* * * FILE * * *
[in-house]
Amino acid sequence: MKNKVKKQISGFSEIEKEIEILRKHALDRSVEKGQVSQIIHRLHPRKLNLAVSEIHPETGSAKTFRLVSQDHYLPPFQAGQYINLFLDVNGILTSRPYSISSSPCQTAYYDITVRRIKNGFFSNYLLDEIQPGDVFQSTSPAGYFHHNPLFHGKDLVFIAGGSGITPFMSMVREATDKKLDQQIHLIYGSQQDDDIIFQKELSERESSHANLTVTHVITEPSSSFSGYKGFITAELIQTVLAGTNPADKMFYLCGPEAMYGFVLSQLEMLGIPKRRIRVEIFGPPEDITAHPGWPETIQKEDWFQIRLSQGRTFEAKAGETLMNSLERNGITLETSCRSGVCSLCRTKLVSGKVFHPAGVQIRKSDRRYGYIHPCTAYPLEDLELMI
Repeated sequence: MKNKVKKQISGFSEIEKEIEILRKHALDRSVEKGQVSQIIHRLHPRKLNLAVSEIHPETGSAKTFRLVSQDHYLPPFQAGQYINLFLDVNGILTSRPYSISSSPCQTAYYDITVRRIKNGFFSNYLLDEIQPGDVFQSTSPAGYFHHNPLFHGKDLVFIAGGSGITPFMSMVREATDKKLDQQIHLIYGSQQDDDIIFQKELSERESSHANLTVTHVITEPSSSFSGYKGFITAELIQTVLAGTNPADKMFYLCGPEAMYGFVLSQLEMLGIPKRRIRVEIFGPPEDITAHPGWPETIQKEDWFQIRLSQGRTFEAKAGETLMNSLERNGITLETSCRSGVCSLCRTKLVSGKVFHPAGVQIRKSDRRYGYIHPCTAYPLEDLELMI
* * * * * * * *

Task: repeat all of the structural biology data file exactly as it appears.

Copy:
[in-house]
Amino acid sequence: MKNKVKKQISGFSEIEKEIEILRKHALDRSVEKGQVSQIIHRLHPRKLNLAVSEIHPETGSAKTFRLVSQDHYLPPFQAGQYINLFLDVNGILTSRPYSISSSPCQTAYYDITVRRIKNGFFSNYLLDEIQPGDVFQSTSPAGYFHHNPLFHGKDLVFIAGGSGITPFMSMVREATDKKLDQQIHLIYGSQQDDDIIFQKELSERESSHANLTVTHVITEPSSSFSGYKGFITAELIQTVLAGTNPADKMFYLCGPEAMYGFVLSQLEMLGIPKRRIRVEIFGPPEDITAHPGWPETIQKEDWFQIRLSQGRTFEAKAGETLMNSLERNGITLETSCRSGVCSLCRTKLVSGKVFHPAGVQIRKSDRRYGYIHPCTAYPLEDLELMI
Repeated sequence: MKNKVKKQISGFSEIEKEIEILRKHALDRSVEKGQVSQIIHRLHPRKLNLAVSEIHPETGSAKTFRLVSQDHYLPPFQAGQYINLFLDVNGILTSRPYSISSSPCQTAYYDITVRRIKNGFFSNYLLDEIQPGDVFQSTSPAGYFHHNPLFHGKDLVFIAGGSGITPFMSMVREATDKKLDQQIHLIYGSQQDDDIIFQKELSERESSHANLTVTHVITEPSSSFSGYKGFITAELIQTVLAGTNPADKMFYLCGPEAMYGFVLSQLEMLGIPKRRIRVEIFGPPEDITAHPGWPETIQKEDWFQIRLSQGRTFEAKAGETLMNSLERNGITLETSCRSGVCSLCRTKLVSGKVFHPAGVQIRKSDRRYGYIHPCTAYPLEDLELMI